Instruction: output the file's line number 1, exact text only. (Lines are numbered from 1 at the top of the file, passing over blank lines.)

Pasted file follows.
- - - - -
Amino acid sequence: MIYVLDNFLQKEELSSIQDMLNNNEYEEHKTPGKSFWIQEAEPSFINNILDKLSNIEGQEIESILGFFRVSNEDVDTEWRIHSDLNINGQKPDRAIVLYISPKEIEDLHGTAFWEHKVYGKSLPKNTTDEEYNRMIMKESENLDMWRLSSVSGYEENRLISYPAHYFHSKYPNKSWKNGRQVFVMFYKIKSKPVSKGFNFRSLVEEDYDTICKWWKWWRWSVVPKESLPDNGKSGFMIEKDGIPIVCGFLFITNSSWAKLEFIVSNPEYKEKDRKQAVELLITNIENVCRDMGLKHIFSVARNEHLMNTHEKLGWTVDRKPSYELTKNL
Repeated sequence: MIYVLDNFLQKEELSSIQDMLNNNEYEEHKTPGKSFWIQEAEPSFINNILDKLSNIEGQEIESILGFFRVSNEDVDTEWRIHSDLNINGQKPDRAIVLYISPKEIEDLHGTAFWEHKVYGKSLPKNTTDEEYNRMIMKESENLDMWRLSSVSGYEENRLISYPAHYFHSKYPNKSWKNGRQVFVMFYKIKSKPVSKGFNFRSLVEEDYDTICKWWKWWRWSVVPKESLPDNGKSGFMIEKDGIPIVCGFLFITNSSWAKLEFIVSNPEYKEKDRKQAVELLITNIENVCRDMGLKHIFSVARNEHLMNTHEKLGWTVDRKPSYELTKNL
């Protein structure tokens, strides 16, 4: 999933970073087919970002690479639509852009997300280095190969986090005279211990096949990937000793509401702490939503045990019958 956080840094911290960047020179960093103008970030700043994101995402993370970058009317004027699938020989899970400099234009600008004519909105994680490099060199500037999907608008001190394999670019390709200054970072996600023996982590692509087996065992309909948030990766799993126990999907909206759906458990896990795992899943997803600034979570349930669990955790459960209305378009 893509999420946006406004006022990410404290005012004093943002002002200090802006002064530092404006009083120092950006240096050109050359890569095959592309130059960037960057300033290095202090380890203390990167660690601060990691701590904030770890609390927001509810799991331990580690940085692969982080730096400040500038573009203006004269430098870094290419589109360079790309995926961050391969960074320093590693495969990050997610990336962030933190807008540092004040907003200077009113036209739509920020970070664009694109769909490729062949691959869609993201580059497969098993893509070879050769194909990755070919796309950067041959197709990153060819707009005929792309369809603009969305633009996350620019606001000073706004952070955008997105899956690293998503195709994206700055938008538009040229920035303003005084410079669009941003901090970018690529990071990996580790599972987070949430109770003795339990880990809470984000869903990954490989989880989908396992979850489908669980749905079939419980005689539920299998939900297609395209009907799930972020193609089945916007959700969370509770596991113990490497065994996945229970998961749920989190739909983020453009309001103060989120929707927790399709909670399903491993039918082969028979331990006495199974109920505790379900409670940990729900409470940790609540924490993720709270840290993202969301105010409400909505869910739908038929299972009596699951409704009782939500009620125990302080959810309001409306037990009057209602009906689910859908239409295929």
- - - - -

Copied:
Amino acid sequence: MIYVLDNFLQKEELSSIQDMLNNNEYEEHKTPGKSFWIQEAEPSFINNILDKLSNIEGQEIESILGFFRVSNEDVDTEWRIHSDLNINGQKPDRAIVLYISPKEIEDLHGTAFWEHKVYGKSLPKNTTDEEYNRMIMKESENLDMWRLSSVSGYEENRLISYPAHYFHSKYPNKSWKNGRQVFVMFYKIKSKPVSKGFNFRSLVEEDYDTICKWWKWWRWSVVPKESLPDNGKSGFMIEKDGIPIVCGFLFITNSSWAKLEFIVSNPEYKEKDRKQAVELLITNIENVCRDMGLKHIFSVARNEHLMNTHEKLGWTVDRKPSYELTKNL